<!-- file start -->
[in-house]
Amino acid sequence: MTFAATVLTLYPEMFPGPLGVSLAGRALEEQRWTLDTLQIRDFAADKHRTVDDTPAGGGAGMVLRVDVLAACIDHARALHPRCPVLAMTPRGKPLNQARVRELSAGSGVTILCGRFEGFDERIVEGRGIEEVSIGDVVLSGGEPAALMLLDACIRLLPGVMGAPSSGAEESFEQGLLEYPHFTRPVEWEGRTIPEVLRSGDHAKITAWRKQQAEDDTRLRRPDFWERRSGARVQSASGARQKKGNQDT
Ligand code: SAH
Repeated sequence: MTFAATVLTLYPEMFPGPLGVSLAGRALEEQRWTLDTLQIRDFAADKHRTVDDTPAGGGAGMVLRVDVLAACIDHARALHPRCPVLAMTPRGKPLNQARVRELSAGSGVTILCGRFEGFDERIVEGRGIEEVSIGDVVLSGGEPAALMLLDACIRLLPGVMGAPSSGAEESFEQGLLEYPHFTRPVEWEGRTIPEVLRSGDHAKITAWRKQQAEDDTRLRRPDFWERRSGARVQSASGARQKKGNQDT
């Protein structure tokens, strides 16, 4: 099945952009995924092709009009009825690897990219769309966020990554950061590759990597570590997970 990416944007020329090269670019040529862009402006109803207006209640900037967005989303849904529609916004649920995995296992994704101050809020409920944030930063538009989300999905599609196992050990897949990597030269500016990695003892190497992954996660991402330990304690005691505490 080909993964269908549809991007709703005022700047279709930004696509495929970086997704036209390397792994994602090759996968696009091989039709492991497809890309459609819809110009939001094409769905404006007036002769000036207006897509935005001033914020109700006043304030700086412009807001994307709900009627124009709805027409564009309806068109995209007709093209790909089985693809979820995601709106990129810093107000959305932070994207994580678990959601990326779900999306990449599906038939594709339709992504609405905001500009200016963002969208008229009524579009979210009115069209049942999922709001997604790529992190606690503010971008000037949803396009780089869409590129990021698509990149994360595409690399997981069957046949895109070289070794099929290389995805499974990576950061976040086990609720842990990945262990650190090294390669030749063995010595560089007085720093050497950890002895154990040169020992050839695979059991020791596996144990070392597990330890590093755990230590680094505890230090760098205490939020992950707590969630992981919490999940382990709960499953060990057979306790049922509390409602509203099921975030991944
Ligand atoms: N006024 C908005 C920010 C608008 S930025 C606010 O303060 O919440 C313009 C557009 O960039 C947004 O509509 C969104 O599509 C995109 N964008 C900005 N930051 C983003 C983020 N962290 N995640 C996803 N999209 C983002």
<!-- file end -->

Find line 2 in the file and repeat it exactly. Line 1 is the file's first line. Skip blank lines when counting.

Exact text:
Amino acid sequence: MTFAATVLTLYPEMFPGPLGVSLAGRALEEQRWTLDTLQIRDFAADKHRTVDDTPAGGGAGMVLRVDVLAACIDHARALHPRCPVLAMTPRGKPLNQARVRELSAGSGVTILCGRFEGFDERIVEGRGIEEVSIGDVVLSGGEPAALMLLDACIRLLPGVMGAPSSGAEESFEQGLLEYPHFTRPVEWEGRTIPEVLRSGDHAKITAWRKQQAEDDTRLRRPDFWERRSGARVQSASGARQKKGNQDT